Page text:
Cryptocurrency industry becomes less decentralized and anonymous and more regulated and controlled. Government authorities require crypto exchanges to disclose transaction data of their customers. And the exchanges seem to be quite collaborative in these terms.
The UK tax watchdog, Her Majesty’s Revenue & Customs (HMRC), demanded Coinbase cryptocurrency exchange to disclose the information of their customers’ transactions with the aim of detecting tax evaders. After negotiations, Coinbase agreed to disclose information of the UK customers with the volume of cryptocurrency inflow exceeding £5,000.
To notify their customers about disclosure, Coinbase sent an email notice on October, 2, to make sure the disclosure would not come as a surprise.
Becoming similar to banks
Such a practice is actually common for most financial service providers. However, cryptocurrency exchanges attracted their customers by the fact that they were more anonymous and envisaged less bureaucracy.
The fact that one of the biggest global crypto exchanges discloses its customer’s data to the authorities might mean that crypto industry becomes more resemblant to traditional finance. According to Bitcoin(.)com news outlet, similar requests for information disclosure were also sent to Etoro and Cex(.)io digital currency platforms.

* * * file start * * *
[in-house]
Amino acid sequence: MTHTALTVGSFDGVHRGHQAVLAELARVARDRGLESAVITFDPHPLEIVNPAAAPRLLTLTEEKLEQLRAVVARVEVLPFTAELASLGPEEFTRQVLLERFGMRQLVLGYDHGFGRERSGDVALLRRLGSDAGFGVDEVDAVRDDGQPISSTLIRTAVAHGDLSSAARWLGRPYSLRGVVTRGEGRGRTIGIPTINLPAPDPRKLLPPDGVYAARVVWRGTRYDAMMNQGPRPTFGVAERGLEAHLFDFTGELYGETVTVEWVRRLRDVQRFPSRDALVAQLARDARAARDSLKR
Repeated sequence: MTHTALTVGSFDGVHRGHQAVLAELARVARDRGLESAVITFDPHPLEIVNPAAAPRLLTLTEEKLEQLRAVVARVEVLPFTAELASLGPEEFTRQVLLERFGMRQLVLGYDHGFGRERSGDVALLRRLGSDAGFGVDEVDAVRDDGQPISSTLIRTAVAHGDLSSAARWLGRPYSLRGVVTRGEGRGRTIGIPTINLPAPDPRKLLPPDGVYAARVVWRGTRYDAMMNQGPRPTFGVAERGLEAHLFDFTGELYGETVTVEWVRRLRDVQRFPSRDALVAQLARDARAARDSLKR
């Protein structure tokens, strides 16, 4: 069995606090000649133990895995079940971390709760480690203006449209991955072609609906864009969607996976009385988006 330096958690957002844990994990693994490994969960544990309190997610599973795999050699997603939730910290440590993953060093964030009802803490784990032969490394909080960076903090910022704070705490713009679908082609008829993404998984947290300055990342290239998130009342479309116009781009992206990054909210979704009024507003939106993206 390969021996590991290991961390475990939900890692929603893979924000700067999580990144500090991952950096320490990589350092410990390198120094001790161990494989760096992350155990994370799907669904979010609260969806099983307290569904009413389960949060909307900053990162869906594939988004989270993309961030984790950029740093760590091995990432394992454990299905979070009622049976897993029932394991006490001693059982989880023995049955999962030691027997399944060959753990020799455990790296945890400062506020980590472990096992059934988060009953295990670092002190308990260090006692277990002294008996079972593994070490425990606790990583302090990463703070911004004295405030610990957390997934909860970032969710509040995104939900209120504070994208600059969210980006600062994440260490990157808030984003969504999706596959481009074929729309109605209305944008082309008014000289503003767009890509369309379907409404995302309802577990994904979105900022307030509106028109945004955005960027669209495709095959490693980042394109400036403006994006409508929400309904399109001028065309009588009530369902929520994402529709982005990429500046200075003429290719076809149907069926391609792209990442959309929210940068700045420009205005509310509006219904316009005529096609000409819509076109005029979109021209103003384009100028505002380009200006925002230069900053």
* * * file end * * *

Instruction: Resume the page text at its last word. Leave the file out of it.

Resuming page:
This has raised concerns among the community members. Despite most users claiming they pay their taxes properly, the fact that their information might be disclosed, raises cautiousness. For instance, a Twitter user @IMineBlocks_com commented on his page:
“Fortunately I’ve paid my taxes due on Crypto. But I’m very concerned with not knowing exactly what data of mine is being shared. Name, Address, Amounts but what about my sending & receiving crypto addresses?”
Pressing on the industry
In fact, the cryptocurrency industry has been facing regulatory pressure ever since its inception. Governments and traditional finance giants are cautious about its disruptive potential. What is more, they might be afraid that decentralization can take away much of their power.
The fear seems so strong that they might even want to hack cryptos to make them more controllable. As CoinIdol, a world blockchain news outlet, reported that the United States Internal Revenue Service (IRS) was going to hire a contractor to crack the code of Monero cryptocurrency. As it has enhanced anonymity features, Monero transactions are difficult to track, making it a safe haven for tax evaders as well as other illegal players.
On one hand, the industry does need reasonable regulations, because its decentralized and anonymous nature attracts criminals as well as other people aiming to use crypto for illegal purposes. However, too strong regulations might turn it to something very similar to traditional finance with complicated compliance procedures and lots of bureaucracy. In its turn, this might scare off users that were attracted by the industry’s advantages.
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